around a pile of mountains
and, supercilious, peer
in shanties by the sides of roads,
and then a quarry pare …
♪ ♫

Dickinson did not have a banjo on her knee when she wrote that. She was being a poet. Weird diction, superhuman syntax, metaphorical la-la out the wazoo—these are hallmarks of the Shakespeare School of poetry. Absolutely nothing wrong with that. But a song has to be singable.

Look at a different poem, though. Dickinson could do “Song School” when she felt like it. Belt out the following to “Oh! Susanna”:

♪ ♫
Because I could not stop for death,
he kindly stopped for me!
The carriage held but just ourselves
and im-mor-ta-li-ty!
♪ ♫

The giveaway that she is in “song mode” is the word “me” in rhyme position. That’s classic. “Me” and “you” in rhyme position?—song stuff. And then there’s the seesaw semi-rhyme here:

The carriage held | but just ourselves
and immortality.

Is anyone surprised to discover that all Emily Dickinson poems can be sung to “Oh Susanna”? That’s not literally true, but pretty much. Actually, lots of things can be sung to “Oh! Susanna” …

♪ ♫
Amazing grace! how sweet the sound
that saved a wretch like me!
I once was lost but now I’m found,
was blind but now I see!
♪ ♫

​ ​♪ ♫
There must have been | some magic in
that old top hat we found!
’Cuz when we placed it on his head
he began to dance around!
♪ ♫

​ ​♪ ♫
Half o’er, half o’er | to Aberdour
it’s fifty fadom deep!
and there lies guid Sir Patrick Spens
wi’ the Scots Lords at his feet!
♪ ♫

We could do this all day. Obviously the question isn’t whether it’s possible to sing something. It’s all about whether the stuff goes down easy or not. “Oh! Susanna” goes down very easy.

And it’s not even that Stephen Foster “simply had the magic touch.” Google the rest of the song’s lyrics and prepare to be curdled. Hello, N-word. Hello, awkward as fuck. Hello, can’t even hold a candle to the good part. It’s quite baffling.

Speaking of baffling, I have a question. Can someone please explain to me how it is that two songs can have almost the exact same music and we don’t notice it?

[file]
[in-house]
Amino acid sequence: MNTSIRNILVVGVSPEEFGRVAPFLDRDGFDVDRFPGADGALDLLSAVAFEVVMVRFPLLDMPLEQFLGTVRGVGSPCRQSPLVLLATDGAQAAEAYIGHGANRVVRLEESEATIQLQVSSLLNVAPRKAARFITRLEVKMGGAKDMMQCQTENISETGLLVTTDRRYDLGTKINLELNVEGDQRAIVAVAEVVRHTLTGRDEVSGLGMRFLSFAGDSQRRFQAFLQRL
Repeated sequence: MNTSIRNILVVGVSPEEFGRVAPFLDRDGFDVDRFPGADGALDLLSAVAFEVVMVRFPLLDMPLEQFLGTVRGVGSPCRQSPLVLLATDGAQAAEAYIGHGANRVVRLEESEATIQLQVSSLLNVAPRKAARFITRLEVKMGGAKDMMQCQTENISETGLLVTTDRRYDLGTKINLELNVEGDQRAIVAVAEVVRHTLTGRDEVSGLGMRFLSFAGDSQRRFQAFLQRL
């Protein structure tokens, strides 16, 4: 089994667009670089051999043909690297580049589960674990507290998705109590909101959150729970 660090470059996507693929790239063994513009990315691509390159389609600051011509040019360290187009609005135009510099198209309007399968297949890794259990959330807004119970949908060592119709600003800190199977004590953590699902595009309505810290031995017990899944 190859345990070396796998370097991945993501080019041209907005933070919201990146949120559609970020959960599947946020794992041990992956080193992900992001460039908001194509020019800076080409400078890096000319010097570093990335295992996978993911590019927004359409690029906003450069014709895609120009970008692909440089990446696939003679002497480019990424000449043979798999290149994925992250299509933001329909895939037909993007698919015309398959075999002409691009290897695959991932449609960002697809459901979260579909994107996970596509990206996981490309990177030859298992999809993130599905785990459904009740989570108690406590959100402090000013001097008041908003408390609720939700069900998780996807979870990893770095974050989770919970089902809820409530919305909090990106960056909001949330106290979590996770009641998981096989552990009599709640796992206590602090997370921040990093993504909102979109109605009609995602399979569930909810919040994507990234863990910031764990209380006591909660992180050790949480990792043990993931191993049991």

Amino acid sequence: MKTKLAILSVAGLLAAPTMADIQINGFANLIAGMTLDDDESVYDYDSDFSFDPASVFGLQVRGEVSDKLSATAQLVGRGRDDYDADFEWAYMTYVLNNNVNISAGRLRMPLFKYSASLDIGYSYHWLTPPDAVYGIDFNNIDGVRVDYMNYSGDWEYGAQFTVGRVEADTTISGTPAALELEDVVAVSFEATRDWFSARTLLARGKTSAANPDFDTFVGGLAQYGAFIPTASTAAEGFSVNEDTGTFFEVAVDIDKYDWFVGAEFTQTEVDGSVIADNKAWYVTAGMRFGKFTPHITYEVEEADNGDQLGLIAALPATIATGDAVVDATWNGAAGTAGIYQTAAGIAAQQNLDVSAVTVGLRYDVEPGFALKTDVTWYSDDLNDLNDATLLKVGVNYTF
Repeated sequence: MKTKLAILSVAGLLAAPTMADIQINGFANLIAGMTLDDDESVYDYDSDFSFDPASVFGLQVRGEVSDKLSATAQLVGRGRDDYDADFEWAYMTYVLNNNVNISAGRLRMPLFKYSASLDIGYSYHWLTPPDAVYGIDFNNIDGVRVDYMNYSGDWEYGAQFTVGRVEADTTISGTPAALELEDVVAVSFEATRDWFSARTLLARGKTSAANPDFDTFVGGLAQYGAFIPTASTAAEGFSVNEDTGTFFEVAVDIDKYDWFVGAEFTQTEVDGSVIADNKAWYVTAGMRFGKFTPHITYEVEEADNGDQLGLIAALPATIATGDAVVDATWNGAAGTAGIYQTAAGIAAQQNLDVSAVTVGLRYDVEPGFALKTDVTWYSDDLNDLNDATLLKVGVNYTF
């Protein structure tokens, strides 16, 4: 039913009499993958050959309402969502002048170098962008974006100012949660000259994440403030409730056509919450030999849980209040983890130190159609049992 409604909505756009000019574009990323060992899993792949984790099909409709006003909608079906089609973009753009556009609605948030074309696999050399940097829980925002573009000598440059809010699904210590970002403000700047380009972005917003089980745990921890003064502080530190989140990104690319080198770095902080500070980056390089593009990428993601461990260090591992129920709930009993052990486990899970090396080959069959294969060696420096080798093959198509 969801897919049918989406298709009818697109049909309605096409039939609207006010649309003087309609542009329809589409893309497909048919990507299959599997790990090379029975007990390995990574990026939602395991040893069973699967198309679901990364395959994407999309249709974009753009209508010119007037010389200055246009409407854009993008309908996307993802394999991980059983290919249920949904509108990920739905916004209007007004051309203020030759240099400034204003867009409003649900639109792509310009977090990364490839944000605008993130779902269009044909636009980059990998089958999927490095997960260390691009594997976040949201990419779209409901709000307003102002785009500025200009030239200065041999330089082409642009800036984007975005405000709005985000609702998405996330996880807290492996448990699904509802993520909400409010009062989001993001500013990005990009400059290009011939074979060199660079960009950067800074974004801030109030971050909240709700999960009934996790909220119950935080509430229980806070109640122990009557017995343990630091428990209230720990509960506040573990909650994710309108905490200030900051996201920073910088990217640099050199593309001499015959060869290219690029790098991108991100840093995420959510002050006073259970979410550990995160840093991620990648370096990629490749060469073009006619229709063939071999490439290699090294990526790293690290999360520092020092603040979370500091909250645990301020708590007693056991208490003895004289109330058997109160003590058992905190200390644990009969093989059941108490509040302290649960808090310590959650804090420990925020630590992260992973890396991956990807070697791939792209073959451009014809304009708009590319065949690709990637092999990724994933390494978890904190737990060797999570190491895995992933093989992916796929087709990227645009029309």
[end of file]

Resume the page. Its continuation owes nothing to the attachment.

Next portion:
I don’t know how many people reading this have a banjo handy? But I’m gonna need you to snatch that up for a minute. Or your guitar. Three chords, people; let’s go:

Now compare that to:

Look, I’m not a musicologist. But two loads of A-E-A-E-A over and over, with a D thrown in for the chorus—that’s pretty much the same song, isn’t it? Yet I would never have noticed this in a million years, except for what I can see my left hand doing when I’m playing it. During my Maryland childhood, when these two songs were in very heavy rotation—but had no visual component—I had no clue they were related. Zero. I also had to have it pointed out to me that “Twinkle, Twinkle, Little Star” and the alphabet song are the same thing. I was probably thirty. What does it mean that I had to be told this?

I’m sure I don’t know. But in closing, I should like to enter into the record a version of the song I’ve heard a number of times, down here in southeast Texas. I don’t know if this version is popular on account of the large number of prisons down here or what. Actually, I don’t even know that it’s popular. I couldn’t find it anywhere on Google, so I guess it’s not. Anyhow, this is what I’ve heard, and this is what I’ve been singing:

​ ​♪ ♫
Well, I stepped into the avenue
and said “Well, bless my soul!
I never knew my attitude
would help me make parole!”

The warden came and said my name,
a tear was in his eye!
Said “Look here, Son, the time has come
to kiss this place goodbye.”

Oh! Susanna, &c.
♪ ♫



Anthony Madrid lives in Victoria, Texas. His second book is Try Never (Canarium Books, 2017). He is a correspondent for the Daily.